China’s manufacturing hub Guangzhou partially locked down as Covid outbreak widens

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CNN

China’s southern metropolis of Guangzhou has locked down more than 5 million residents, as authorities rush to stamp out a growing outbreak of Covid and avoid activating the kind of city-wide lockdown that devastated Shanghai earlier this year.

Guangzhou reported 2,555 local infections on Wednesday, accounting for nearly a third of new cases across China, that is experienced a six-month peak in infections across the country.

The city of 19 million has become the epicenter of the latest outbreak of Covid in China, recording more than 1,000 new cases – a relatively high figure by the country’s zero-Covid standards – for five straight days.

As the world moves away from the pandemic, China still insists on using snap locks, mass testing, extensive contact tracing and quarantines to stamp out infections as soon as they emerge. The zero tolerance approach has faced increasing challenge from the highly transmissible Omicron variant, and its heavy economic and social costs have attracted a growing public backlash.

The ongoing outbreak is the worst since the pandemic began to hit Guangzhou. The city is the capital of Guangdong province, which is a major economic powerhouse for China and a global manufacturing hub.

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Most cases in Guangzhou are centered in the Haizhu district – a mostly residential urban area of ​​1.8 million people on the south bank of the Pearl River. Haizhu was locked down last Saturday, with residents told not to leave home unless necessary and all public transport – from buses to subways – suspended. The lockdown was initially meant to last for three days, but has since been extended to Friday.

Two other areas – with a combined population of 3.8 million – were locked down on Wednesday as the outbreak expanded.

Residents of Liwan, an old area in the west of the city, woke up to an order to stay at home unless absolutely necessary. Colleges and universities in the area were told to close their campuses. Restaurant dining was banned and businesses were ordered to close, apart from those providing essential supplies.

On Wednesday afternoon, a third district, the remote Panyu, announced a lockdown that will last until Sunday. The district also banned private vehicles and bicycles from the streets.

Starting Thursday, all primary and middle schools in the city’s eight urban areas are moving classes online, with kindergartens closed. Tutoring classes, training institutes and day care centers will also suspend services, city education officials told a news conference Wednesday.

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Mass testing has been introduced in nine areas across the city, and more than 40 subway stations have been closed. Residents considered close contacts with infected people – which in China can range from neighbors to those living in the same building or even a residential compound – have been transferred en masse to central quarantine facilities.

The outbreak has also led to mass cancellations at Guangzhou Baiyun International Airport, one of the busiest in the country. As of Thursday morning, 85% of the nearly 1,000 flights arriving and departing Guangzhou had been cancelled, according to data from flight tracking company Variflight.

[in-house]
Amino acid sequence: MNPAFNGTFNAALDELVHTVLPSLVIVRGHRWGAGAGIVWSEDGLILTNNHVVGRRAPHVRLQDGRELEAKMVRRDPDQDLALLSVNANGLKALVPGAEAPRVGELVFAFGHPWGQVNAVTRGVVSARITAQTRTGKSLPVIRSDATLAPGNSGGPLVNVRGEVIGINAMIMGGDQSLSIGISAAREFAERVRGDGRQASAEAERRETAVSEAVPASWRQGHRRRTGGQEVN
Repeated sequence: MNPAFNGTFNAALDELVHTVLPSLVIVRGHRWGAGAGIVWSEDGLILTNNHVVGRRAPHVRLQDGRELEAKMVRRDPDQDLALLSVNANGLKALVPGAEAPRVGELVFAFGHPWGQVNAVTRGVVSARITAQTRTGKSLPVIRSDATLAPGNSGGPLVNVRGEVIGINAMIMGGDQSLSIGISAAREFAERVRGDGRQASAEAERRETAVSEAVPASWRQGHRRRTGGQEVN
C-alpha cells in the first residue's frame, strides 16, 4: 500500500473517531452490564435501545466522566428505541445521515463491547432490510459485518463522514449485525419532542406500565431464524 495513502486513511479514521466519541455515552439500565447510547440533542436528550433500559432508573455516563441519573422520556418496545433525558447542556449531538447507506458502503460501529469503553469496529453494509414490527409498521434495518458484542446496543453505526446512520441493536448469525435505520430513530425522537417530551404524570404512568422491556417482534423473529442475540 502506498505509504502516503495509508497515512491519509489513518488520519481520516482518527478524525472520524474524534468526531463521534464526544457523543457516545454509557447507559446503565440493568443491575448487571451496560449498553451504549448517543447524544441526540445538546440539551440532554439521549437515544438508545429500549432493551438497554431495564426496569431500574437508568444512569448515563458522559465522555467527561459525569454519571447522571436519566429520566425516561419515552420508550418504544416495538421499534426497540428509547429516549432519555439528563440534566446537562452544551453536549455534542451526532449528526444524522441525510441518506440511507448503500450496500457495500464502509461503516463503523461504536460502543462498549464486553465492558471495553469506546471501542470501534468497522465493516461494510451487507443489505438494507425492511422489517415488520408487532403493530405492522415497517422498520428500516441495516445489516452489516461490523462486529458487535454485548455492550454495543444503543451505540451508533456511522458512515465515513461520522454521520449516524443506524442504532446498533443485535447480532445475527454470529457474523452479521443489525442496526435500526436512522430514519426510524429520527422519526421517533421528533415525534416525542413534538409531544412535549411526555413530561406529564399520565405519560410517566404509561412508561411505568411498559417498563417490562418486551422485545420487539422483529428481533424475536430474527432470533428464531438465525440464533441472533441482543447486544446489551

“Currently, there is still the risk of community spread in non-risk areas, and the cases remain serious and complex,” Zhang Yi, deputy director of the Guangzhou municipal health commission, told a news conference on Tuesday.

So far, the lockdown appears to be more targeted and less severe than those seen in many other cities. While residents living in neighborhoods designated as high-risk cannot leave home, those in low-risk areas known as lockdown areas can go out to buy groceries and other daily necessities.

But many fear a blanket, city-wide lockdown could be imminent if the outbreak continues to spread. On China’s super app WeChat, residents are sharing charts comparing Guangzhou’s surging caseload to Shanghai’s in late March, in the days before the eastern financial hub’s bruising two-month lockdown.

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Shanghai officials initially denied the need for a city-wide lockdown, but then installed one after the city reported 3,500 daily infections.

Anticipating worse to come, many Guangzhou residents have stocked up on food and other supplies. “I’ve been buying (groceries and snacks) online like crazy. I will probably end up eating leftovers for a month,” said one resident, whose area in Haizhu district was categorized as low risk by authorities.

Others, angered by the testing restrictions and edits, have taken to social media to vent their frustration. On Weibo, China’s Twitter-like platform, posts using slang and expletives in the local Cantonese dialect to criticize zero-Covid measures have proliferated, avoiding the eyes of largely incomprehensible online censors .

“I learn Cantonese curse words in real-time hot search every day,” said one Weibo user.

Meanwhile local authorities across the country are under pressure to step up Covid control measures despite growing public frustration.

This week, videos of Covid workers dressed head to toe in hazmat suits beating residents went viral online. Following a protest, police in Linyi city, Shandong province said in a statement on Tuesday that seven Covid workers were detained following clashes with residents.

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